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Matthew Gorski, Alina Genis, Ahmed Awwad, Douglas R Lazzaro; Seasonal Variation as a Risk Factor for Infectious Keratitis. Invest. Ophthalmol. Vis. Sci. 2014;55(13):1507.
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Infectious keratitis is a common etiology with the potential for severe ocular morbidity. Multiple studies have described various risk factors for the development of infectious keratitis. The purpose of this study was to analyze the seasonal variation in the incidence of infectious keratitis, as well as seasonal changes in its etiologies, risk factors, and clinical outcomes.
A retrospective chart review was performed of consecutive patients presenting to the emergency department at our tertiary care urban hospital center who were diagnosed with infectious keratitis from 2008 to 2013. A chi-square analysis was performed to determine whether a significant variation exists between the month, season, frequency of presentation of ulcers as well as other risk factors.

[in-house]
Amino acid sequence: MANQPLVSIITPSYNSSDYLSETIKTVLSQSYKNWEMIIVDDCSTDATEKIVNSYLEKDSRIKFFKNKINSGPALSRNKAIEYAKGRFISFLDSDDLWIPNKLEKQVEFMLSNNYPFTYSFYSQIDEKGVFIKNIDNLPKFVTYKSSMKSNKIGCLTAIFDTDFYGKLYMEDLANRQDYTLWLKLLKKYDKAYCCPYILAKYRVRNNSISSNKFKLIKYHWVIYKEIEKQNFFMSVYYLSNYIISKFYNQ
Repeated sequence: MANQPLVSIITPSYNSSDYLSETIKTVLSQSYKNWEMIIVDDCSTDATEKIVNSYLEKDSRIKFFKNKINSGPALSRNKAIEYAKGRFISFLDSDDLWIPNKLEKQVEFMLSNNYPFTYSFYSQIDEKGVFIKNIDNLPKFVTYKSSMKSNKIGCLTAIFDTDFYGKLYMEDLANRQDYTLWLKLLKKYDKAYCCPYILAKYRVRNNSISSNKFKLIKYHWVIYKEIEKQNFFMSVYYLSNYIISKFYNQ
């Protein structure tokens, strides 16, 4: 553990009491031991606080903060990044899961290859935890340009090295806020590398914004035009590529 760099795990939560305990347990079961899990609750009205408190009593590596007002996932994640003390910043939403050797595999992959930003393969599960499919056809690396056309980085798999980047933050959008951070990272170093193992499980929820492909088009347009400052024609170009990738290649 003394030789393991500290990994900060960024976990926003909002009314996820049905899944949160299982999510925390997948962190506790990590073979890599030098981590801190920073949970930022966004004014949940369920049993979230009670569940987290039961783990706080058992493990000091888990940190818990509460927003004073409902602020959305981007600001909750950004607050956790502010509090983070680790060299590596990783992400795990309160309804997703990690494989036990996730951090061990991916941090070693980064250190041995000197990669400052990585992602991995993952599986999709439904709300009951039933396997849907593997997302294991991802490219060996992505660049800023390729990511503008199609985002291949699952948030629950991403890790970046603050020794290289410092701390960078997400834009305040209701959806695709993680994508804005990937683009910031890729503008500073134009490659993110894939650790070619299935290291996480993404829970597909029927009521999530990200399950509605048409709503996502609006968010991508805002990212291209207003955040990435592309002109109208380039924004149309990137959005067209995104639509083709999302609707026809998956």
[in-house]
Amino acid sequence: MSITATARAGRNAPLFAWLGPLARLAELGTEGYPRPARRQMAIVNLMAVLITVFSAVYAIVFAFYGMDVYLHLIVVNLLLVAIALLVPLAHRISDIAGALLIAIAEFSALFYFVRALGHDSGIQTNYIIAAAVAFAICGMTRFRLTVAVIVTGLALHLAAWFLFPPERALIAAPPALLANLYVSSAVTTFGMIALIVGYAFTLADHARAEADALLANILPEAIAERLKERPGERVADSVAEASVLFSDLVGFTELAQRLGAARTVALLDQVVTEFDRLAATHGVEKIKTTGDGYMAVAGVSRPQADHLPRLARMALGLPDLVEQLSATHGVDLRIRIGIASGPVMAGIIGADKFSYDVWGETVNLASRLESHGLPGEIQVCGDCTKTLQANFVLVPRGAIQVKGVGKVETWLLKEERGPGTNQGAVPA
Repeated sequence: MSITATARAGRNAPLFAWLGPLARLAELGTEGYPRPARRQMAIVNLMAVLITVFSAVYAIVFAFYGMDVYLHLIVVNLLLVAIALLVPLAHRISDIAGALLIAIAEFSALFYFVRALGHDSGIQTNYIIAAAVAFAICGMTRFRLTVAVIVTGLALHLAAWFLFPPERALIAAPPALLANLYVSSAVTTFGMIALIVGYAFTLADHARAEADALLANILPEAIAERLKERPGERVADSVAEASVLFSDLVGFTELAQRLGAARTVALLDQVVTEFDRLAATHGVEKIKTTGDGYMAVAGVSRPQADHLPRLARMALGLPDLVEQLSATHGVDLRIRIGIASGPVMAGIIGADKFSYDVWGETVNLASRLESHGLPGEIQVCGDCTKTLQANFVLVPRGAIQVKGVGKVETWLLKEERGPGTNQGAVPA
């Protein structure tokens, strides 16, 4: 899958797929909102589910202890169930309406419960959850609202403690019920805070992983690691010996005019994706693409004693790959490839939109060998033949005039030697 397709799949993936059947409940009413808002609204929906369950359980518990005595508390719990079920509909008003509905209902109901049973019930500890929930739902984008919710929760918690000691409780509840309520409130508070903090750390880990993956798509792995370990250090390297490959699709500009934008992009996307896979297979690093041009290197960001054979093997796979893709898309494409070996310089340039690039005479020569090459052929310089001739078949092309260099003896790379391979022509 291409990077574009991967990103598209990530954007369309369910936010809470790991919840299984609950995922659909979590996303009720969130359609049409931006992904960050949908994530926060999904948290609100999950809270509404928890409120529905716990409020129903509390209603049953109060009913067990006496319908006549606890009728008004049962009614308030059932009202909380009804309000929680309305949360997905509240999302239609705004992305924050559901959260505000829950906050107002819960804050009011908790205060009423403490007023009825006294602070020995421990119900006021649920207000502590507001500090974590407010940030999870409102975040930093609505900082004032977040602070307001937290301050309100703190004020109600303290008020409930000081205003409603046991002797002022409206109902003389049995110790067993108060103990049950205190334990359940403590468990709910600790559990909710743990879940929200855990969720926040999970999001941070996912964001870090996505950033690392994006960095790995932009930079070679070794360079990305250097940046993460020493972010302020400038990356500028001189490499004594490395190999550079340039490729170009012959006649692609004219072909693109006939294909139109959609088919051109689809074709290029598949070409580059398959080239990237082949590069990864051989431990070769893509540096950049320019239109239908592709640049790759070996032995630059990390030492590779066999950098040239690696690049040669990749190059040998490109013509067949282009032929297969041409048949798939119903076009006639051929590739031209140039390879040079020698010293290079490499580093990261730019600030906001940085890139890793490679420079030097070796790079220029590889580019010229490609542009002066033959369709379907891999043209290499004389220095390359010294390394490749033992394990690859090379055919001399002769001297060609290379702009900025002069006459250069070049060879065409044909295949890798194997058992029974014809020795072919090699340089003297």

A total of 155 patients—53 male and 102 female—with a mean age of 40 (range 3-97) diagnosed with infectious keratitis were included in the analysis. Sixty-nine (44.5%) ulcers presented in the summer, 19 (12.3%) in the fall, 34 (21.9%) in the winter and 33 (21.3%) in the spring (P <0.0001). A total of 92 ulcers were cultured, of which 53.8% were positive in the summer, 42.9% in the fall, 57.9% in the winter and 40% in the spring (Figure 1). A significant seasonal variation in the frequency of one organism, Pseudomonas aeruginosa was identified (P=<0.0001). Up to 47.6% of culture-positive ulcers in the summer were Pseudomonas positive, while cultures in the remaining seasons were 0, 9.1 and 12.5% positive for this organism.
The summer months have a higher frequency of infectious keratitis and Pseudomonas aeruginosa positivity. Possible factors leading to this increased summer incidence include warmer temperatures and higher humidity. Clinicians should increase their vigilance and education to high risk patients during these time periods and potentially modify empiric treatment regimens.
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